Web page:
McDonald's to study hen housing options
But key animal welfare proponent says the study only will delay the fast-food giant's move into the U.S. "cage-free" market
By Mike Hughlett Tribune reporter
4:10 PM CDT, May 21, 2009
Seeking to buy eggs produced in a potentially more humane way, Oak Brook-based McDonald's Corp. Thursday announced it will undertake a large-scale study involving tens of thousands of hens.
But the Humane Society of the United States said the study will likely delay any significant move by McDonald's into the U.S. "cage-free" egg market – an animal welfare step some of its rivals have taken.
Most eggs produced in the U.S. come from chickens housed in so-called "battery cages": pens shared by several birds, each of which gets just less than 70 square inches of living space.
While the egg industry has voluntarily increased cage space in recent years, some animal welfare groups have continued to criticize the battery system for cramped conditions. In a referendum last November, California voters outlawed battery cages.
McDonald's is teaming up with one of its primary egg suppliers, Cargill, and several animal-welfare scientists to conduct a commercial-scale study of housing alternatives for hens, including cage-free and so-called "enriched housing." The latter involves cages, but includes nests and perches.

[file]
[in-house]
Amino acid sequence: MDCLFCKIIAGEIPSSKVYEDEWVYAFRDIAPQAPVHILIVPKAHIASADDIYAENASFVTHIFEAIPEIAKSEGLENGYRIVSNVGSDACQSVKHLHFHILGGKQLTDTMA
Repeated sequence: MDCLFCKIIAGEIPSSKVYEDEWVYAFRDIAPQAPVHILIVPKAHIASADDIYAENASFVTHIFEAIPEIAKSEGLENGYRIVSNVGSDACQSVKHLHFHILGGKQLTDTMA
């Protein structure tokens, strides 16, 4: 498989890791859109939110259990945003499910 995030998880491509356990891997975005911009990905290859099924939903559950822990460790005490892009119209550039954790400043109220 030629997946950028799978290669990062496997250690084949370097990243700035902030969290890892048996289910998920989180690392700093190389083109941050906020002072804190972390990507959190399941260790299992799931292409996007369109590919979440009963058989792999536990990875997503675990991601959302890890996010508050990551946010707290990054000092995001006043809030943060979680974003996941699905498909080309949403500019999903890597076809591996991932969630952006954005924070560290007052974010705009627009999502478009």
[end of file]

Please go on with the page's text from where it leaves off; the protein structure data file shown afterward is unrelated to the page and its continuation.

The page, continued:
But Paul Shapiro, head of the Humane Society's factory farming initiative, said that since the study will take two years, McDonald's will be kept from making the "same modest reforms its competitors have already adopted." Read More
When reading this article, I got the impression that HSUS is scared of the results that may be released from McDonald’s study of the issue. If HSUS was truly interested in what is best for the livestock, they would have no reason to disparage the fast food chain for wanting to do a comprehensive study. This is another example of the bully mentality that HSUS has and the juvenile fit they throw in the media when they don’t get their way. They know that there is no good research to support cage free hens and the truth is what they fear.